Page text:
420 is a high reward holiday. Consumers purchase up to three times as much cannabis product, making it a huge opportunity for revenue.
A lot of consumers will enter the market, try out different dispensaries maybe walk into the store, when they usually are purchasing online or vice versa.
However, 420 is also high risk, right?
There's a lot of competition and your market is probably saturated with deals and discount prices. Your tech stack could surge with a higher order volume.
That’s why having a strategy surrounding your acquisition and technology plan is critical.
Or else, it could have negative effects on profit where you're missing out on potential revenue.
Your own first-party data is the most valuable resource. It's immediate, accessible, and representative of your customers and business.
Using this data allows you to benchmark your dispensary performance, which is critical to developing a winning 420 customer acquisition strategy.
The best way to start building your dispensary's 420 strategy is to pose business questions that you can answer through data.
You'll want to start on a broader scale to orient your overall approach and then follow-up with more specific tactical questions.
It's important to note your topline strategy should revolve around sales and revenue.
For example, you could start looking at which sales channels drive the most order volume, or how 420 order volume compares to a normal day.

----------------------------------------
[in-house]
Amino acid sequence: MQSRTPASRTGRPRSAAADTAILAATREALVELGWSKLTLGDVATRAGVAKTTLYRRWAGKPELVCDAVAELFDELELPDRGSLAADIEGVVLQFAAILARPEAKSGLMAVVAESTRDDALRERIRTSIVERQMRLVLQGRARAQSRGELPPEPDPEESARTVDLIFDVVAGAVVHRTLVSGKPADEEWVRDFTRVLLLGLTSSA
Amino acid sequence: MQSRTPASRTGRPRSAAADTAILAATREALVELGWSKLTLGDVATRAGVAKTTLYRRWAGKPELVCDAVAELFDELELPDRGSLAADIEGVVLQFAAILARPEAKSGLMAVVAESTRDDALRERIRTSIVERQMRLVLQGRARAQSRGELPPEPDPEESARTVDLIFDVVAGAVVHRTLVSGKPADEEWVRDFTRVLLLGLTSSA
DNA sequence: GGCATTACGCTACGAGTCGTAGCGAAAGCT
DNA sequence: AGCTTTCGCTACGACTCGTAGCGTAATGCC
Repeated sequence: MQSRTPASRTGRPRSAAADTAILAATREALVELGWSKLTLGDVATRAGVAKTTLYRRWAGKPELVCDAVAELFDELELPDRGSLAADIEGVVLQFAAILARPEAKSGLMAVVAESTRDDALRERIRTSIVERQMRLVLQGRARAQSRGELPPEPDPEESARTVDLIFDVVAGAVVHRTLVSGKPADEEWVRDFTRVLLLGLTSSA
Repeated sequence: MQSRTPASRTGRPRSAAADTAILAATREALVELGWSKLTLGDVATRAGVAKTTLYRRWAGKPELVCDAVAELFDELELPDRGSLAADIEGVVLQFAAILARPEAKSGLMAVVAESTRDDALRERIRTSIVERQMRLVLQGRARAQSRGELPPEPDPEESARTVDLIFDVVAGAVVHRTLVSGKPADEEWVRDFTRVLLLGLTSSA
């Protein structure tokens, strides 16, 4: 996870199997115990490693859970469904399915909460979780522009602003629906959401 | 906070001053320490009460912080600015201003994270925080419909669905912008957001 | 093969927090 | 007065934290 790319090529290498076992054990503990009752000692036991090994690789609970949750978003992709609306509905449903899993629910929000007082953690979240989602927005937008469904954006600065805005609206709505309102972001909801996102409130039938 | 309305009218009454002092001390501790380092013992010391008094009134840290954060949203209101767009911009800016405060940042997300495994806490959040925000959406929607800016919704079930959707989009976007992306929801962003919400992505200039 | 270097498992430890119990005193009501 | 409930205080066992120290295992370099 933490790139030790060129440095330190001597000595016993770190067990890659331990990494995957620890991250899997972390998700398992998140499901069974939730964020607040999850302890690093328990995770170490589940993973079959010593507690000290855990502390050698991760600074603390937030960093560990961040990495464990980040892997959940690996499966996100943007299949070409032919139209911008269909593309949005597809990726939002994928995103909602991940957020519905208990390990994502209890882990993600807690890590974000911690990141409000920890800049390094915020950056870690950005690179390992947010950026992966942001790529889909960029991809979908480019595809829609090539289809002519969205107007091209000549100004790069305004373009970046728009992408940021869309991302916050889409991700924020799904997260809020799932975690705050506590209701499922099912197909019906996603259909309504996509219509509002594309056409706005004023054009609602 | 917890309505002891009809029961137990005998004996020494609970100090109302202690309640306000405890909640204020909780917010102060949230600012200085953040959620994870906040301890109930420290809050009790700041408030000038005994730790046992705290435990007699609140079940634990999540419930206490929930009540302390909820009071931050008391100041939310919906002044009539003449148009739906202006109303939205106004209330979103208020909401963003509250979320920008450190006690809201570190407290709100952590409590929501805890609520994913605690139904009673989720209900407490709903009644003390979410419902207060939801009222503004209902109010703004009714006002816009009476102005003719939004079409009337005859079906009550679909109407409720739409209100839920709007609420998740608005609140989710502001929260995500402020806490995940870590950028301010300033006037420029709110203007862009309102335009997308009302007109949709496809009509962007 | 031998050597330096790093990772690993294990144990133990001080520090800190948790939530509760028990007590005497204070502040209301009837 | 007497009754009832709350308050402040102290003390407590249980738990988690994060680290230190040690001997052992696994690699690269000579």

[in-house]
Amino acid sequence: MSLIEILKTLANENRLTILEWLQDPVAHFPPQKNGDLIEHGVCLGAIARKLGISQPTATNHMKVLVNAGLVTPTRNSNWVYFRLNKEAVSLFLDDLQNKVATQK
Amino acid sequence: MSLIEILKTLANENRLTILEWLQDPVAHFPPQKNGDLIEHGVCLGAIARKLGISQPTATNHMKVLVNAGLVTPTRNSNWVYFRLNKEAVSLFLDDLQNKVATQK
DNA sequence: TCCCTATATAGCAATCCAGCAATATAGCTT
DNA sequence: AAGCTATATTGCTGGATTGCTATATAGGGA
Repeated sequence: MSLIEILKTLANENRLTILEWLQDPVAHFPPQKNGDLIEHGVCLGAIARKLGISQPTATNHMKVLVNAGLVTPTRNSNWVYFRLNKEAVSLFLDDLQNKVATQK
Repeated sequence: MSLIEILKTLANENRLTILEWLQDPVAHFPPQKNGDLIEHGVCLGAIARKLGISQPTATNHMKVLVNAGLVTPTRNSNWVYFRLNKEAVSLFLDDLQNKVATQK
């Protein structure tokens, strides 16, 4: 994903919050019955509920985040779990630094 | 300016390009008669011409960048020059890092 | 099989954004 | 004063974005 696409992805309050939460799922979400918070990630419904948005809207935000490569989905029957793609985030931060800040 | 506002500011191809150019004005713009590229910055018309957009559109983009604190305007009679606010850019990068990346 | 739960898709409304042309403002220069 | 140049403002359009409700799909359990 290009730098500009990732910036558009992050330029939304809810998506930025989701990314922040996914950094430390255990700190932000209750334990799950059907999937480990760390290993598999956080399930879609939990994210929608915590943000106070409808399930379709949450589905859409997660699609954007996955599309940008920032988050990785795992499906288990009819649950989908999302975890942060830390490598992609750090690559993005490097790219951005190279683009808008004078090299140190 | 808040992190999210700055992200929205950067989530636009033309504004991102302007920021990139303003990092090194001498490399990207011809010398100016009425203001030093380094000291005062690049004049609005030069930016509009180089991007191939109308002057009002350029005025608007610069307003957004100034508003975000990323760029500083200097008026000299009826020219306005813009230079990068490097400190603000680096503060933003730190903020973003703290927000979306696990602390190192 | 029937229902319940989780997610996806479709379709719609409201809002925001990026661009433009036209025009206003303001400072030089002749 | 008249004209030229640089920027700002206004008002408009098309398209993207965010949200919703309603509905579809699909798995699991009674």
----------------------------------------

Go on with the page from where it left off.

All leading revenue KPIs would fall under the tactical portion of this framework.
These could address: which 420 marketing campaigns to run; expected revenue from marketing; what BOGOs to offer; how many budtenders and delivery to staff.
At a high-level, you’ll have new customers and repeat customers on 420, which you can split by sales channel.
This is a general framework to start thinking about various audiences for marketing with what experience you should provide.
For example, you might find that your storefront or Weedmaps menu drive majority new customers. Then those that reorder do so from your dispensary or delivery website.
Using order source and customer volumes to segment tactics allows you to decipher what products work with your audiences and figure out your levers.